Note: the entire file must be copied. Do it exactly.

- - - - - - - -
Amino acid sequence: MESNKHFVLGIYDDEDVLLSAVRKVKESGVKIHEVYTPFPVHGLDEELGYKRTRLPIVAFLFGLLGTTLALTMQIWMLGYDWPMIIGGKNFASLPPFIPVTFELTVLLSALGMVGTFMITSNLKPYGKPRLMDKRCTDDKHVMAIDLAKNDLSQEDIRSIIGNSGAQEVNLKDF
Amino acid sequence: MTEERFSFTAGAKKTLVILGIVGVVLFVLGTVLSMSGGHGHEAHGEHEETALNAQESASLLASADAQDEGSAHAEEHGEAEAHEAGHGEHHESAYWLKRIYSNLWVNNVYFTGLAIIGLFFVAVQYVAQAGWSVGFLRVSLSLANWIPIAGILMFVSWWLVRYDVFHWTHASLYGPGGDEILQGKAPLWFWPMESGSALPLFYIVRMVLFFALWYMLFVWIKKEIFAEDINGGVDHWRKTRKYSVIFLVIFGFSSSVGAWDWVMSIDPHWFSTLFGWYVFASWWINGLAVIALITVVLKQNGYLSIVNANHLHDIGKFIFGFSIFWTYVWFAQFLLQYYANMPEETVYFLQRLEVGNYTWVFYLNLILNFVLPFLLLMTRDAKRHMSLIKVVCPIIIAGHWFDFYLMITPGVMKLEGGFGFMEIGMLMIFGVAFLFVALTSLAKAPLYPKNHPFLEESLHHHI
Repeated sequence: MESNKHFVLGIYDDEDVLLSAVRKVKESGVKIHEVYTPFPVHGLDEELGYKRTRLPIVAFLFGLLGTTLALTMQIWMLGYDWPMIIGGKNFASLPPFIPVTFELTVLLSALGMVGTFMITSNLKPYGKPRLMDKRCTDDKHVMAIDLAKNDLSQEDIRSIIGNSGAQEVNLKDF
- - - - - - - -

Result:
Amino acid sequence: MESNKHFVLGIYDDEDVLLSAVRKVKESGVKIHEVYTPFPVHGLDEELGYKRTRLPIVAFLFGLLGTTLALTMQIWMLGYDWPMIIGGKNFASLPPFIPVTFELTVLLSALGMVGTFMITSNLKPYGKPRLMDKRCTDDKHVMAIDLAKNDLSQEDIRSIIGNSGAQEVNLKDF
Amino acid sequence: MTEERFSFTAGAKKTLVILGIVGVVLFVLGTVLSMSGGHGHEAHGEHEETALNAQESASLLASADAQDEGSAHAEEHGEAEAHEAGHGEHHESAYWLKRIYSNLWVNNVYFTGLAIIGLFFVAVQYVAQAGWSVGFLRVSLSLANWIPIAGILMFVSWWLVRYDVFHWTHASLYGPGGDEILQGKAPLWFWPMESGSALPLFYIVRMVLFFALWYMLFVWIKKEIFAEDINGGVDHWRKTRKYSVIFLVIFGFSSSVGAWDWVMSIDPHWFSTLFGWYVFASWWINGLAVIALITVVLKQNGYLSIVNANHLHDIGKFIFGFSIFWTYVWFAQFLLQYYANMPEETVYFLQRLEVGNYTWVFYLNLILNFVLPFLLLMTRDAKRHMSLIKVVCPIIIAGHWFDFYLMITPGVMKLEGGFGFMEIGMLMIFGVAFLFVALTSLAKAPLYPKNHPFLEESLHHHI
Repeated sequence: MESNKHFVLGIYDDEDVLLSAVRKVKESGVKIHEVYTPFPVHGLDEELGYKRTRLPIVAFLFGLLGTTLALTMQIWMLGYDWPMIIGGKNFASLPPFIPVTFELTVLLSALGMVGTFMITSNLKPYGKPRLMDKRCTDDKHVMAIDLAKNDLSQEDIRSIIGNSGAQEVNLKDF